Alessia Zanchetta (Centro per la Scena Contemporane, Bassano del Grappa)
Daniel Favier (La Briqueterie - CDC du Val de Marne)
Elisabetta Bisaro (La Briqueterie - CDC du Val de Marne)
Hazel Hodgins (Dance Ireland)
Janice McAdam (Dance Ireland)
Jeanette Keane (Dance Ireland)
Kerstin Evert (K3 – Zentrum für Choreopraphie | Tanzplan Hamburg)
Kristin de Groot (Dansateliers Rotterdam)
Merel Heering (Dansateliers Rotterdam)
Roberto Cassarotto (Centro per la Scena Contemporane, Bassano del Grappa)
Roberto Cinconze (Centro per la Scena Contemporane, Bassano del Grappa)
Ulrike Steffel (K3 – Zentrum für Choreopraphie | Tanzplan Hamburg)
Valentina Toth (Croatian Institute for Movement and Dance)
Annette Nugent, Arts Marketing Consultant
Karen Hand, Social Psychologist and Brand Strategist
Eoghan Nolan, Creative Director and Copywriter, Brand Artillery/Think & Son
What are we talking about?
A strategy can be defined as a cunning plan (to achieve specific aims); communication as the imparting or exchanging information by writing, talking, visuals or some other medium, and contemporary dance? That’s where we got a bit stuck. A room full of experts in the area found it difficult to offer a concise definition, without describing what it is not. This was an interesting starting point for our discussions, and highlighted just how big the communication gap potentially is between the artist/organisation and the general public.
What did we learn?
Creativity and commerce are lovers, and communication is their match-maker. Once we accepted the role of commerce in the arts, it opened us up to using words like ‘brand’, ‘product’, ‘sell’ and ‘market research’, which actually made it easier to talk about communication in the arts context. We needed to accept that if we wish to communicate a piece of work, we do wish to ‘sell’ it (which may or may not involve monetary benefit). This requires a certain mind-frame while also acknowledging that adopting this mind-frame when needed does not have to compromise or undermine the artistic integrity – if done well, it just broadens the reach and impact of the art object, which is a good thing for the work and the art form as a whole.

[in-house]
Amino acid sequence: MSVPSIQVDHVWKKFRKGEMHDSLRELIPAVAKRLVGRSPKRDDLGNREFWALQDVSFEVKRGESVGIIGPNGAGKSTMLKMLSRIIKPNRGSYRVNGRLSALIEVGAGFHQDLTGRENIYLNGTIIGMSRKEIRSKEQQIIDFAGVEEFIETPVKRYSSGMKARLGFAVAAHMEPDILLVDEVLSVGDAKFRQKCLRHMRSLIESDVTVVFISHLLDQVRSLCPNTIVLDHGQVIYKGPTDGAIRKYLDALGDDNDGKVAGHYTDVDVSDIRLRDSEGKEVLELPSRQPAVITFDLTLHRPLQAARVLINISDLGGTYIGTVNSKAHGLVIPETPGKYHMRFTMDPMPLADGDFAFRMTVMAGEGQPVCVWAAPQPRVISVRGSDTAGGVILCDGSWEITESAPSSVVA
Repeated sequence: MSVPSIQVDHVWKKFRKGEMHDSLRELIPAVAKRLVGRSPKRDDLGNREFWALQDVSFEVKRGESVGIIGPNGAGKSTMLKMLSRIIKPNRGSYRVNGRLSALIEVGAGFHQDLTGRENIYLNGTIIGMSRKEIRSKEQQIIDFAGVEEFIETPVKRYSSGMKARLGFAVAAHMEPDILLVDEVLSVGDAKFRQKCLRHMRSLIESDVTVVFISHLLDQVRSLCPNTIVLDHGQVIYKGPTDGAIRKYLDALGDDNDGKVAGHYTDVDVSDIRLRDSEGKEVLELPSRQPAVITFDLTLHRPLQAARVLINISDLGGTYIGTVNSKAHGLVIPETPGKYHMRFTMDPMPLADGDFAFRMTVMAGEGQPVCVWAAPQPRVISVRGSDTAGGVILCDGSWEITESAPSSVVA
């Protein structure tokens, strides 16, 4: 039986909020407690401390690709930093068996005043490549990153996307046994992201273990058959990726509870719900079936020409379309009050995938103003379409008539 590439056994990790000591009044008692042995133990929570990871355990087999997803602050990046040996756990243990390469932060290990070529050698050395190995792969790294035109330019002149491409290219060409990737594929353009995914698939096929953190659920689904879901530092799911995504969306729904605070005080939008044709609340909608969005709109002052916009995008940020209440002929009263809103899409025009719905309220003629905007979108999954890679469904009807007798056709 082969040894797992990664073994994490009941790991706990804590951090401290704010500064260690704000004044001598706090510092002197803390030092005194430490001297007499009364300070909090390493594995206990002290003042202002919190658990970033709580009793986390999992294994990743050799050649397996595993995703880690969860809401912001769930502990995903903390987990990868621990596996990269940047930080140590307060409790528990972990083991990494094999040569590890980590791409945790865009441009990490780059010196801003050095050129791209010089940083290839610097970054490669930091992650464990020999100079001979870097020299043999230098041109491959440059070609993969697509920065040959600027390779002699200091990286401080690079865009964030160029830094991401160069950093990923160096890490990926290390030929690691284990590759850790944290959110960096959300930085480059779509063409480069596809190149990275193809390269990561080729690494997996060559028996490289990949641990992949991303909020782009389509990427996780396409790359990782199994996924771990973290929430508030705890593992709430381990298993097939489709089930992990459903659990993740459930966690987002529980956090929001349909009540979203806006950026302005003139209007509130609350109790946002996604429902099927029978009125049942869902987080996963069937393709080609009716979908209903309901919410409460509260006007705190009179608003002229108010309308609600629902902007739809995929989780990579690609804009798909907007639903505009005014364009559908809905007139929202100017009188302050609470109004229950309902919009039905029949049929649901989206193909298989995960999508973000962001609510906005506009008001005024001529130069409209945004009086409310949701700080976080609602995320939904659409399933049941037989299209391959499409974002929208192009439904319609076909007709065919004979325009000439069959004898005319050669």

What will we do?
A number of important ideas were started at the Dublin meeting. The two that we will keep central for the continuing meetings to explore further were:
Road-mapping the process of the artist, and all of the different stakeholders they encounter along the way: identifying who needs to know what, and when (it sounds simple – it wasn’t!).
A vision for the future – if we know where we collectively would like to go in terms of a big vision for the communication of contemporary dance, from the individual artist to the dance organisations and venues, to the audiences and funders, we can then make steps to get there, and it opens up the possibilities for making sure we have the right supports in place to achieve these goals. The vision we came up with will be tested over the year with a wider group of stakeholders.
One of the items included in our vision was that there would be a known understanding in the wider world of what contemporary dance is. So we will also work this year on an accessible, understandable definition which we can agree on as a starting point.